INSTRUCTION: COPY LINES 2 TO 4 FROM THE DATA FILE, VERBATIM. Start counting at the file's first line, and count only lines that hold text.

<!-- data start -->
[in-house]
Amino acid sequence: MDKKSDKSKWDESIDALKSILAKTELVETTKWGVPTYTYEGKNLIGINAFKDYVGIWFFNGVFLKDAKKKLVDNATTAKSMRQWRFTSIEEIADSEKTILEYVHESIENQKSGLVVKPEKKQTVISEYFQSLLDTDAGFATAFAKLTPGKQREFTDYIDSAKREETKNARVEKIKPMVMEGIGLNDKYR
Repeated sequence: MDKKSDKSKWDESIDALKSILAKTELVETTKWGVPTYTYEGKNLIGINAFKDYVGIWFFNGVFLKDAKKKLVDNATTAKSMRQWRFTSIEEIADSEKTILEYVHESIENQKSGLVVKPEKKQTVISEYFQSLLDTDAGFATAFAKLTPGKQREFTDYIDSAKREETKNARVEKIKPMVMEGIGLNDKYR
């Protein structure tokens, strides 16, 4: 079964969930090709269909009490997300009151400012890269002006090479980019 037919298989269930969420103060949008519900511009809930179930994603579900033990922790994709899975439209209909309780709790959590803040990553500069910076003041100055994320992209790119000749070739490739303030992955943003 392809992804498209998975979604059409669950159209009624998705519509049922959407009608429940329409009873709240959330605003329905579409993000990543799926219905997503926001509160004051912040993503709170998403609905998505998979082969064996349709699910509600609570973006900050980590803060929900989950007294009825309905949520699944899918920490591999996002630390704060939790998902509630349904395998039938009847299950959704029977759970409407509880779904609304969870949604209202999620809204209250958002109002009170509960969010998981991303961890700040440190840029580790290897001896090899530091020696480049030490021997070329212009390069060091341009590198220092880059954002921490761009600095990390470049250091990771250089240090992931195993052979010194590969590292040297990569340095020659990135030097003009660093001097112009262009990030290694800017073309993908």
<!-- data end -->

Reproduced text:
Amino acid sequence: MDKKSDKSKWDESIDALKSILAKTELVETTKWGVPTYTYEGKNLIGINAFKDYVGIWFFNGVFLKDAKKKLVDNATTAKSMRQWRFTSIEEIADSEKTILEYVHESIENQKSGLVVKPEKKQTVISEYFQSLLDTDAGFATAFAKLTPGKQREFTDYIDSAKREETKNARVEKIKPMVMEGIGLNDKYR
Repeated sequence: MDKKSDKSKWDESIDALKSILAKTELVETTKWGVPTYTYEGKNLIGINAFKDYVGIWFFNGVFLKDAKKKLVDNATTAKSMRQWRFTSIEEIADSEKTILEYVHESIENQKSGLVVKPEKKQTVISEYFQSLLDTDAGFATAFAKLTPGKQREFTDYIDSAKREETKNARVEKIKPMVMEGIGLNDKYR
């Protein structure tokens, strides 16, 4: 079964969930090709269909009490997300009151400012890269002006090479980019 037919298989269930969420103060949008519900511009809930179930994603579900033990922790994709899975439209209909309780709790959590803040990553500069910076003041100055994320992209790119000749070739490739303030992955943003 392809992804498209998975979604059409669950159209009624998705519509049922959407009608429940329409009873709240959330605003329905579409993000990543799926219905997503926001509160004051912040993503709170998403609905998505998979082969064996349709699910509600609570973006900050980590803060929900989950007294009825309905949520699944899918920490591999996002630390704060939790998902509630349904395998039938009847299950959704029977759970409407509880779904609304969870949604209202999620809204209250958002109002009170509960969010998981991303961890700040440190840029580790290897001896090899530091020696480049030490021997070329212009390069060091341009590198220092880059954002921490761009600095990390470049250091990771250089240090992931195993052979010194590969590292040297990569340095020659990135030097003009660093001097112009262009990030290694800017073309993908």